Canada’s banking sector remains more stable and regulated over that of the U.S. market — a fact which has helped Canada’s big banks avoid the types of crises that plague the U.S. market every 15-20 years. But what if we could take those regulated and stable practices and apply them to the lucrative cross-border banking market?
Entry into the U.S. market was the right thing to do at the right time
While most of us recognize TD, few of us may actually realize just how big the bank really is. TD is one of the largest banks in North America and has over 22 million clients scattered across the globe, offering a suite of banking and wealth management options. In the lucrative U.S. market, TD has rapidly ascended to become one of the top 10 banks in the country thanks to a series of masterstroke acquisitions completed at the perfect time.
Specifically, in the years following the Great Recession, TD managed to acquire a series of regional banks along the U.S. east coast, which were quickly re-branded under a single name with a branch network that stretched from Maine to Florida. Worth noting is the point that an expansion into the U.S. market was by no means something accomplished by just TD; many of the bank’s peers engaged in their own expansion efforts both within and outside the U.S. market, with varying degrees of success.
Ironically, despite the impressive, if not explosive growth that we’ve seen from TD as a result of its U.S. venture, the bank is still only operating in a handful of U.S. states and therefore still holds plenty of expansion potential for long-term investors.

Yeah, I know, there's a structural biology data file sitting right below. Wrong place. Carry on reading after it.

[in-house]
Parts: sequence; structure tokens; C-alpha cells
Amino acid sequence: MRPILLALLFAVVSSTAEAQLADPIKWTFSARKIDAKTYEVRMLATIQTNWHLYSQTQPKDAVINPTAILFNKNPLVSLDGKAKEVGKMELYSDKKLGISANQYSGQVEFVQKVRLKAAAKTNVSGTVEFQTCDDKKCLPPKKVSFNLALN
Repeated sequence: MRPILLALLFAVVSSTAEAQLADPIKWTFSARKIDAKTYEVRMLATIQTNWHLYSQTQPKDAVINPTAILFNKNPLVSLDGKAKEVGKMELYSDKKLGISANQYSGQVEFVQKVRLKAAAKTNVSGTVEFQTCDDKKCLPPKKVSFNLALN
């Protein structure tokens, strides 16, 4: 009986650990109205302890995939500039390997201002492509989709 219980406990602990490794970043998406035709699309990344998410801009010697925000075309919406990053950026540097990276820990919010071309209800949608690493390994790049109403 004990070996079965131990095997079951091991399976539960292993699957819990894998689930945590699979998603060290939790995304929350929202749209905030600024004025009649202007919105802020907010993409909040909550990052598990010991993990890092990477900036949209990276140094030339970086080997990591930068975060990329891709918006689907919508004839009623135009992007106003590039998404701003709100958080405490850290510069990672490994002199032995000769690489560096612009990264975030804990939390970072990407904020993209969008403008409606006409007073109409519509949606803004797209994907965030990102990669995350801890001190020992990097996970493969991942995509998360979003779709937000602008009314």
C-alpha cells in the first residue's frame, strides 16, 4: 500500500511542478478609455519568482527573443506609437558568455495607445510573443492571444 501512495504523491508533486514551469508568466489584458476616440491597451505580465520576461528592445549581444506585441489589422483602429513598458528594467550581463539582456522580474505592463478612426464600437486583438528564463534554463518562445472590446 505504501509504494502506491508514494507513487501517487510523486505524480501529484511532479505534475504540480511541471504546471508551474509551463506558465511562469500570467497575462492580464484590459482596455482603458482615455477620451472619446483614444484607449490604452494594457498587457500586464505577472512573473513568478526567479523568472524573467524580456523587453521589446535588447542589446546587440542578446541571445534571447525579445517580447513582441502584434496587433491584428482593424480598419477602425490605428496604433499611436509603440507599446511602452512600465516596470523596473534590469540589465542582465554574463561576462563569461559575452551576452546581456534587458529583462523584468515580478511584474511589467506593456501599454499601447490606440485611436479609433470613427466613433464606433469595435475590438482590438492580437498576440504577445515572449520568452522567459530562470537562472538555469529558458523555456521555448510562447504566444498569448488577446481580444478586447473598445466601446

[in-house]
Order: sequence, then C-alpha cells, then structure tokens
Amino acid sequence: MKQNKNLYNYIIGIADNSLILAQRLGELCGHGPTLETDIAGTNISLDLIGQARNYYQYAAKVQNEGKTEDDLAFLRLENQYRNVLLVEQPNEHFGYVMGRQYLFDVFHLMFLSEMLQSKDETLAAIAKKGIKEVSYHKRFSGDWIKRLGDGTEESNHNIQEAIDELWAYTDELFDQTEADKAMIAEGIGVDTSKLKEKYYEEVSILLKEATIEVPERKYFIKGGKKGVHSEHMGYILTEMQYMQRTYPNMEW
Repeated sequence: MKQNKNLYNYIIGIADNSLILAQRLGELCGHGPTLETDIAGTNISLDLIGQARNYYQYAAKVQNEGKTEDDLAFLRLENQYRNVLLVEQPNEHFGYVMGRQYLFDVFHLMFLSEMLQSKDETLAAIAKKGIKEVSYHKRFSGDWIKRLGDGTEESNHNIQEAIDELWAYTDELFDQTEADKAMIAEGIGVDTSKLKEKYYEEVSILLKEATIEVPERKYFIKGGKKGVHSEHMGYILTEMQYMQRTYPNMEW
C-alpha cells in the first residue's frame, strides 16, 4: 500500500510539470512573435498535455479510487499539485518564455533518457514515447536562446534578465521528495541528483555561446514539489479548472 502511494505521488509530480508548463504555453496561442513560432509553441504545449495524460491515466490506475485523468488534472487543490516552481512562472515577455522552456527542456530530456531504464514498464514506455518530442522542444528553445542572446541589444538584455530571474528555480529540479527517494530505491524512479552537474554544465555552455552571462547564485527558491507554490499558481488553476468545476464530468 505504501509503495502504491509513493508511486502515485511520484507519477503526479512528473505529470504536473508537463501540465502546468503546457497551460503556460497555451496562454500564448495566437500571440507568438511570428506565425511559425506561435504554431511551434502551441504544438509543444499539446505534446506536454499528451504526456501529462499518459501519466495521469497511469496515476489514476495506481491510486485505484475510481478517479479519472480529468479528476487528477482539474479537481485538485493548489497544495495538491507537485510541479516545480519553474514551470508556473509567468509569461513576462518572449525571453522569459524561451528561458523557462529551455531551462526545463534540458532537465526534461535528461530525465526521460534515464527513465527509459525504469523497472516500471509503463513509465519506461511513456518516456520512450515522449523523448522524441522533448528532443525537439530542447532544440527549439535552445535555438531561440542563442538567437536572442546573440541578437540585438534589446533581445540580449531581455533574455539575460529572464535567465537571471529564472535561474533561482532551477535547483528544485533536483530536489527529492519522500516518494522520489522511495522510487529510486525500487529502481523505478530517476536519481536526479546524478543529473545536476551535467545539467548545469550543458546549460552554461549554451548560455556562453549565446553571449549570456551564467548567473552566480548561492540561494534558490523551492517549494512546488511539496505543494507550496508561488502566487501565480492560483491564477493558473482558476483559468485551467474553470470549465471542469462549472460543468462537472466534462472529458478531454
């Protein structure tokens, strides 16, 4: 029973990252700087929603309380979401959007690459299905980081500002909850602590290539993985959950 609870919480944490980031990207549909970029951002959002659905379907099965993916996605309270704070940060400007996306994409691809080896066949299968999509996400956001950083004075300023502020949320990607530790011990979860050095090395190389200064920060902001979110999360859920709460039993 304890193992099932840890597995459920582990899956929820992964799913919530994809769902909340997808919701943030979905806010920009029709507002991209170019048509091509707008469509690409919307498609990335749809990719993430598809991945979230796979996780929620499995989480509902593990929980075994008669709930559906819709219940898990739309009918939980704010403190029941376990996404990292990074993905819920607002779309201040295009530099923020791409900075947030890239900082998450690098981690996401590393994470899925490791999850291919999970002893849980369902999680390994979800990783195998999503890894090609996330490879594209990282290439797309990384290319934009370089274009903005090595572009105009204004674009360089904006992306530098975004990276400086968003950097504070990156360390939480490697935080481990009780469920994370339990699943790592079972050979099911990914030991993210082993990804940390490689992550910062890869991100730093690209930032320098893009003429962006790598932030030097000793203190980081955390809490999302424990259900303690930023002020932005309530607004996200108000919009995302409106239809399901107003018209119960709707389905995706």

Strong expansion has led to strong results
TD’s impressive move into U.S. markets has left the bank awash with growth. TD’s Canadian retail segment saw net income gains of 5% over the same quarter last year, coming in at $1,741 million, while the U.S. retail segment realized an incredible 44% gain over the same period last year, with adjusted net income for the quarter coming in at $1,139 million. In short, the U.S. segment nearly accounts for a third of all revenue at the bank, and that figure is growing with each passing quarter.
That growth is also being passed on in the form of a generous quarterly dividend, which provides a respectable 3.96% yield. While this may sound lower than some of the other big banks, keep in mind that TD is historically shown itself to be more conservative than its peers, even in forecasting EPS growth for 2019, currently sitting between 7-10%. That’s not to say that TD hasn’t hiked its dividend to remain competitive; the bank has maintained consecutive annual hikes as the norm for years and has been providing shareholders with a dividend for well over a century, which may be reason enough for some investors to commit to buying.
Given the volatile end to 2018 and the overall slump in the market that we saw, much of TD’s success in 2018 flew right under the radar as the market and investors focused on more macro issues impacting the economy, with everything from trade agreements and interest rates taking a front seat. Incredibly, despite that stellar growth and secure dividend, TD still trades at an attractive P/E of just 11.43, making it an excellent long-term option for both growth- and income-seeking investors looking to diversify their portfolios.
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Fool contributor Demetris Afxentiou has no position in any of the stocks mentioned.